This article first featured here on the Neuroblastoma blog, which features regular articles about Olga Piskareva’s lab group and their activities. By visiting Catherine’s article, you can also read more about the group and their blog.
In early April, shortly after attending the Irish Association for Cancer Research (IACR) virtual conference, I was delighted to find out I had been selected for a “Poster in the Spotlight” presentation at the European congress in June. I was invited to give a 10-minute presentation about my research on finding new immuno markers for drug-resistant neuroblastoma. This would be my first time presenting at a conference outside of Ireland (though I remained in my home in Dublin and not in the hoped destination of Turino) and so it was a very exciting experience!
On the morning of my talk, I logged onto zoom to meet the EACR session organisers and the other speakers in my session – a mixture of PhD students and Post-doc researchers from Germany, Spain, Italy and the UK. Each of our talks was then broadcasted to the virtual congress platform where cancer researchers around Europe could tune in.
After the presentations, we joined a “Meet the Speakers” session where we could chat with those who had tuned in, answer questions and open up some research discussions. I was asked one question from a researcher doing similar work to me on how I investigate the relationships between certain genes in cancer, and I was able to refer her onto the software I use – I hope this aids her research, as that’s the real aim of attending these conferences!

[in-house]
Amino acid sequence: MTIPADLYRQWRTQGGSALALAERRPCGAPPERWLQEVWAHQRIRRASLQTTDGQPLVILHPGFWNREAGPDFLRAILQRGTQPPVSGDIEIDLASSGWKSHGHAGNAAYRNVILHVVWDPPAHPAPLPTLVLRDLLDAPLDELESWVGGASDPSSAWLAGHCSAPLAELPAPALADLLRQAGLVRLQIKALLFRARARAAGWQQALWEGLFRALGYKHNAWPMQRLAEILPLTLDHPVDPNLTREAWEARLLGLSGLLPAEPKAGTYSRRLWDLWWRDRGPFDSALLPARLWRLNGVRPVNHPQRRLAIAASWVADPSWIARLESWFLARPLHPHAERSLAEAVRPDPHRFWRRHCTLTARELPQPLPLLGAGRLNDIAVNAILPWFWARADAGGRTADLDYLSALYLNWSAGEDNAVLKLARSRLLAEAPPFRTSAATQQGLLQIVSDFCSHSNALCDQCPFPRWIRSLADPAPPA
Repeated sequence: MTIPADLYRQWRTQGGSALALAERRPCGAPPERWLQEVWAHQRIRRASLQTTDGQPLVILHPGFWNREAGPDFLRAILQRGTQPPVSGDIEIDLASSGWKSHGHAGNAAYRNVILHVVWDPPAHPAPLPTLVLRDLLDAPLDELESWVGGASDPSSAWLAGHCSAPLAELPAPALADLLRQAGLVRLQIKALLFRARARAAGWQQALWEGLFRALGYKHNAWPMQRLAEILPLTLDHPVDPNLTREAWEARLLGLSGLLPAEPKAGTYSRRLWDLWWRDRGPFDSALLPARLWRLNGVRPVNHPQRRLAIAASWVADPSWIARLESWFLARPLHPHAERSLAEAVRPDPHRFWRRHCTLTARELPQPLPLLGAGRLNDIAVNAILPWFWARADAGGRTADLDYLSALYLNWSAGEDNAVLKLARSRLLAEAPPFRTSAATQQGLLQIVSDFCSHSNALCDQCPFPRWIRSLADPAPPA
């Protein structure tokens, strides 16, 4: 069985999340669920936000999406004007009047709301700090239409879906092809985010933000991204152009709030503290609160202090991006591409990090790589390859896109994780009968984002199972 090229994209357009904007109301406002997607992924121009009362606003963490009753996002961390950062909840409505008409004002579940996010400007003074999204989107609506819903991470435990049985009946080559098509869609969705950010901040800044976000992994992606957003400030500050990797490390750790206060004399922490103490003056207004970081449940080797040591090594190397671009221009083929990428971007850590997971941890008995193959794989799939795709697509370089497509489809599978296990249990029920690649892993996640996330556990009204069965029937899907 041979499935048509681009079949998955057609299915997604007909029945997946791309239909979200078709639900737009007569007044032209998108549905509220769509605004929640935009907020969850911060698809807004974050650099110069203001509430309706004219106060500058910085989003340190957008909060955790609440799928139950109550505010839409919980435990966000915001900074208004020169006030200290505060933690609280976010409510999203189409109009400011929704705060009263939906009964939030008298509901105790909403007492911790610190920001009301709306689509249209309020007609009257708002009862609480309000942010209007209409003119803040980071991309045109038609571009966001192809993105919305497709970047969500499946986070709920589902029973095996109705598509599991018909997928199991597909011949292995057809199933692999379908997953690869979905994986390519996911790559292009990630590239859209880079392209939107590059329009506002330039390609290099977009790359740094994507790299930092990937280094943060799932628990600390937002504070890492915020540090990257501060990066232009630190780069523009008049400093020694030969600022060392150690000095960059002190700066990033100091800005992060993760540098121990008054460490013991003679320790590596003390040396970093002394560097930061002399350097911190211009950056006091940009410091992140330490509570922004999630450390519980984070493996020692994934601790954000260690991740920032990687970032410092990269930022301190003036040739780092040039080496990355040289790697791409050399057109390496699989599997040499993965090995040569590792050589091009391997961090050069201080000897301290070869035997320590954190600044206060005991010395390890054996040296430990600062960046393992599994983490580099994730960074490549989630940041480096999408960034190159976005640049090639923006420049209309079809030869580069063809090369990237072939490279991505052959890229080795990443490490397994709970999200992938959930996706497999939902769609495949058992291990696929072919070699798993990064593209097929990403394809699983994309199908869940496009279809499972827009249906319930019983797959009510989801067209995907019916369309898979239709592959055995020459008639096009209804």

Following this, it was time to relax and watch some of the other interesting talks taking place in the congress. The EACR were running a photo competition to show where you were watching from in order to win a place at the 2022 congress in Seville. So, I took this opportunity to take my laptop out to the back garden and watch the congress in the sun, getting a selfie for twitter with #NotQuiteTorinoEACR2021. Fingers crossed by this time next year travelling for international conferences will be a reality for researchers once again!
I am a 2nd-year PhD student in the Cancer Bioengineering Group in RCSI University of Medicine and Health Sciences in Dublin. My project aims to model neuroblastoma – immune cell interactions using tissue engineered 3D scaffolds, and it is funded by the charity Neuroblastoma UK. I am particularly interested in how neuroblastoma cells interact with macrophages in the tumour microenvironment and how 3D scaffolds may be used to model these interactions and act as a platform for testing novel immuno-therapeutics in the future. I hope my work and the other projects funded by NBUK will pave the way to better treatment options and a brighter outlook for little patients with neuroblastoma.